PriceTests forResults time
LetsGetChecked$89HbA1c levels2–5 days
Everlywell$49HbA1c levelswithin days
LabCorp Diabetes Management$179glucose and HbA1c levelsnot stated
LabCorp Diabetes Risk$79HbA1c levelsnot stated
DTI Laboratories$50.95A1c levels3–5 days
MyLAB Box$74HbA1c levels2–5 days

When choosing an at-home diabetes test, a person should consider the following factors:

  • Price: The cost of at-home tests can vary, but many are between $50–80. People should consider how detailed they would like their results to be, as cheaper tests may not offer as much insight as more expensive tests.
  • Test type: At-home diabetes tests are finger prick kits. Some may use dried blood spot kits, while others will ask for a small vial of blood. Dried blood spot kits may be more susceptible to environmental changes than vials. A person can research the pros and cons of both of these methods before purchasing a test.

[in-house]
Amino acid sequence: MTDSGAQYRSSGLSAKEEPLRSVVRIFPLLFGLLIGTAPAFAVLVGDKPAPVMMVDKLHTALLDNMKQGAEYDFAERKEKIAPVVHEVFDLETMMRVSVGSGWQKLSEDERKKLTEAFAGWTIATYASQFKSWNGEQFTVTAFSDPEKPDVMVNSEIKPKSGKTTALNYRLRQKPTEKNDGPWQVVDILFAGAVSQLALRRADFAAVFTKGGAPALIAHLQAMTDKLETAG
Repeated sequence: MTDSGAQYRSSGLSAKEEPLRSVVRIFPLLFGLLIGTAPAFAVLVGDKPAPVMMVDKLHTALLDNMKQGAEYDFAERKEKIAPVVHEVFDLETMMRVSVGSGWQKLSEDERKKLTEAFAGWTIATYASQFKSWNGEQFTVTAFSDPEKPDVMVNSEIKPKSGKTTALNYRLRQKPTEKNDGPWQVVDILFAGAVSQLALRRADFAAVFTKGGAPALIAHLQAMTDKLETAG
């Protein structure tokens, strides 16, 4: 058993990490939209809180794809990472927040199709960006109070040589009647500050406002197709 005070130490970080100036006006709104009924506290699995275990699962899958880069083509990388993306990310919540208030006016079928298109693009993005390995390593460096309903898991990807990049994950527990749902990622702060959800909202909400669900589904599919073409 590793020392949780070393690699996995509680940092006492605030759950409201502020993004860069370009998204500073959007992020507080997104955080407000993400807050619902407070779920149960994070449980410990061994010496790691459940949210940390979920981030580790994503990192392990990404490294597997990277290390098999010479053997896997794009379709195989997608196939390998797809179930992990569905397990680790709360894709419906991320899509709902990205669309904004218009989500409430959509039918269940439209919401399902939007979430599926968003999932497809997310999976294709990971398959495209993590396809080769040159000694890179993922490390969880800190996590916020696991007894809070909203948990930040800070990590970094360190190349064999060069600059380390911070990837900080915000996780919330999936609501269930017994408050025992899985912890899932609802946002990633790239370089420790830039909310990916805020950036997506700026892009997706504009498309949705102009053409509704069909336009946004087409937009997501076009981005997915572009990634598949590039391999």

• Accreditation: Brands will state whether their tests are FDA-cleared or whether they sell tests that doctors would use. Before buying a test, a person should verify any claims on FDA clearance or approval.
  • Results turnaround: Some labs can return results within 2 days, but others may take up to 2 weeks. If a person needs results quickly, they should choose a company that offers a fast turnaround or expedited analysis.
  • Extras: Some people may benefit from extra services that some brands off, such as free doctor’s consultations. However, others may prefer to speak about their results with a doctor they know well. A person should always discuss their results with a doctor before changing their diet or lifestyle.